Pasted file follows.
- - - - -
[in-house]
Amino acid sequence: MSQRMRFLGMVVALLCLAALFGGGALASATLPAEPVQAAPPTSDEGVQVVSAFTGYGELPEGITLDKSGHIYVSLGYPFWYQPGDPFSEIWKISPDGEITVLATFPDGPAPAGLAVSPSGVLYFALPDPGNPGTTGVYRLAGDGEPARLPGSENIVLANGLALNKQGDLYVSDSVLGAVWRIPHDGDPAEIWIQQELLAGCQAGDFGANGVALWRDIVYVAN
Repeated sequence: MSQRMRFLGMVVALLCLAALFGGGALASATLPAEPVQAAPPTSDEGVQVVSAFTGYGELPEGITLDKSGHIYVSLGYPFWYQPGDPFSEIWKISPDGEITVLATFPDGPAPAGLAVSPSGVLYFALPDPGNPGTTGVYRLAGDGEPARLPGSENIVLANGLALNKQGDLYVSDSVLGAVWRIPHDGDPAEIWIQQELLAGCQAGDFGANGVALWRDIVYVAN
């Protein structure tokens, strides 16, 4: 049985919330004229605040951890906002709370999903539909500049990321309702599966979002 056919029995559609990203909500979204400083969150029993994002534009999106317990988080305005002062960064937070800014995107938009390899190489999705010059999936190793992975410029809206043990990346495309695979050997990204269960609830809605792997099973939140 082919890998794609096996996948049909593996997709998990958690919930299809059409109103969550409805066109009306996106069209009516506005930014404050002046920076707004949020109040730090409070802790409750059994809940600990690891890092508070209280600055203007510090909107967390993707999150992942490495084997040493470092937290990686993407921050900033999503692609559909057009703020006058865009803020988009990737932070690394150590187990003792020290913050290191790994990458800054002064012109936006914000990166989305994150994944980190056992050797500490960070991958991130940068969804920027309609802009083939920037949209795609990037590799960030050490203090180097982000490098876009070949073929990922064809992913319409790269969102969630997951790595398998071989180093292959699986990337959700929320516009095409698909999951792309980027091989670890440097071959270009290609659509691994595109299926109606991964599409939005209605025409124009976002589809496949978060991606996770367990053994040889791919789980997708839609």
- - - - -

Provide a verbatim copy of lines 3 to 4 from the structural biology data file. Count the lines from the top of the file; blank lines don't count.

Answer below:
Repeated sequence: MSQRMRFLGMVVALLCLAALFGGGALASATLPAEPVQAAPPTSDEGVQVVSAFTGYGELPEGITLDKSGHIYVSLGYPFWYQPGDPFSEIWKISPDGEITVLATFPDGPAPAGLAVSPSGVLYFALPDPGNPGTTGVYRLAGDGEPARLPGSENIVLANGLALNKQGDLYVSDSVLGAVWRIPHDGDPAEIWIQQELLAGCQAGDFGANGVALWRDIVYVAN
């Protein structure tokens, strides 16, 4: 049985919330004229605040951890906002709370999903539909500049990321309702599966979002 056919029995559609990203909500979204400083969150029993994002534009999106317990988080305005002062960064937070800014995107938009390899190489999705010059999936190793992975410029809206043990990346495309695979050997990204269960609830809605792997099973939140 082919890998794609096996996948049909593996997709998990958690919930299809059409109103969550409805066109009306996106069209009516506005930014404050002046920076707004949020109040730090409070802790409750059994809940600990690891890092508070209280600055203007510090909107967390993707999150992942490495084997040493470092937290990686993407921050900033999503692609559909057009703020006058865009803020988009990737932070690394150590187990003792020290913050290191790994990458800054002064012109936006914000990166989305994150994944980190056992050797500490960070991958991130940068969804920027309609802009083939920037949209795609990037590799960030050490203090180097982000490098876009070949073929990922064809992913319409790269969102969630997951790595398998071989180093292959699986990337959700929320516009095409698909999951792309980027091989670890440097071959270009290609659509691994595109299926109606991964599409939005209605025409124009976002589809496949978060991606996770367990053994040889791919789980997708839609």